Avalon Eclipse loudspeaker Measurements part 2
Fig.9 Avalon Eclipse, cumulative spectral-decay plot at 55" (0.15ms risetime).
Fig.10 Avalon Eclipse woofer, nearfield cumulative spectral-decay plot (note 15ms time axis).
I also felt it worth looking at the Eclipse's distortion performance at the lower end of the tweeter's passband. The impedance plot (fig.2) implies a low crossover frequency for the 1" dome unit. A representative of MB, the unit's manufacturer, recently mentioned to me that using this tweeter to lower than 2kHz or so was "unwise." In the main, the tweeter appeared to be a low-distortion device. Even at a high 93dB level (measured at 1m), for example, the total distortion imposed on a 2kHz tone by the tweeter lay at a low 0.3%. And two octaves lower, the distortion added by the woofer to a 499Hz tone at the same spl was very low, at around 0.1%. But as can be seen from the spectrum of distortion products in fig.11, changing the frequency to 1kHz and driving the tweeter at this level results in a more than 10-fold increase in distortion. The second harmonic measures just 37dB down, or 1.4%, though the third remains 54dB down at 0.2%. These figures are more typical of a two-way minimonitor.
Fig.11 Avalon Eclipse tweeter, distortion spectrum for 1kHz at 93dB at 1m (linear frequency scale).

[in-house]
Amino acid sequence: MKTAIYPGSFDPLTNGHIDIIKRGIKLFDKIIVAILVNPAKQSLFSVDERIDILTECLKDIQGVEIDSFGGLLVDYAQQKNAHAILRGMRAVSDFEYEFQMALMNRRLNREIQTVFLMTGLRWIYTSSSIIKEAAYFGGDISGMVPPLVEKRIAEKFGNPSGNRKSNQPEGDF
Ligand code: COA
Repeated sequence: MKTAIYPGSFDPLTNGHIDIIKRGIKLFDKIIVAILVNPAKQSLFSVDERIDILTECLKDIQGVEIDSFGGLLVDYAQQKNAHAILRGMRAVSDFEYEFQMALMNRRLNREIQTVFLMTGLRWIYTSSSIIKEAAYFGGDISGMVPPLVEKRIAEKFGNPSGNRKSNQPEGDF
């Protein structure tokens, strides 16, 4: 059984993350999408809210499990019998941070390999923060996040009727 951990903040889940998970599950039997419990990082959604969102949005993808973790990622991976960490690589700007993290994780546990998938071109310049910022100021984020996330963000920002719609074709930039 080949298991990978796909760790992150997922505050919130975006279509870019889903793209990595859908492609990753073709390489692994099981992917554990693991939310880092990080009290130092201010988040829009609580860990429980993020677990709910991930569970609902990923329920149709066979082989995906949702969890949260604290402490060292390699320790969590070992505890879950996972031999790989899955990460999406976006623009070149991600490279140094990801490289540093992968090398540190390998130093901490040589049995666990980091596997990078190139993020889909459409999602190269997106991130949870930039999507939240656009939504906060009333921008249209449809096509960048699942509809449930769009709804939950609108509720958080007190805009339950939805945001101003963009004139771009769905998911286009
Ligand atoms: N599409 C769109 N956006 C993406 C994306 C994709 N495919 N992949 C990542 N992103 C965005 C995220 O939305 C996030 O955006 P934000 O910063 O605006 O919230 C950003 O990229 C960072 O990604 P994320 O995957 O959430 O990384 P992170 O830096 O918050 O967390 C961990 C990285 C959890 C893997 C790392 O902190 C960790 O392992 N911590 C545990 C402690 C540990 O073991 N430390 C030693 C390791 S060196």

The woofer will be making about the same contribution to the sound at 1kHz, so I also looked at its distortion spectrum at the identical drive level (around 7V RMS). Though the second harmonic is below -60dB, 0.1%, the third is on the edge of audibility at -47dB, or 0.45%. Looking at the overall distortion at 1kHz with both drive-units driven at this level (fig.12), it can be seen that the second harmonic from the tweeter and the third from the woofer are the major distortion products, both appearing at levels which will be audible. Dropping the spl to a moderate 86dB results in the tweeter's second harmonic reducing to a more-reasonable -43dB, or 0.7%.
Fig.12 Avalon Eclipse full-range, distortion spectrum for 1kHz at 96dB at 1m (linear frequency scale).
As neither the Classic 60 nor the VTL 160 amplifiers were near clipping at this level, I have to conclude from these measurements that these relatively high levels of distortion from signals around the Eclipse's crossover region, coupled with its treble-forward in-room balance, probably contribute to the hardness and stridency I noted at high playback levels, particularly as the distortion products fall in the exact region where the ear is most sensitive.—John Atkinson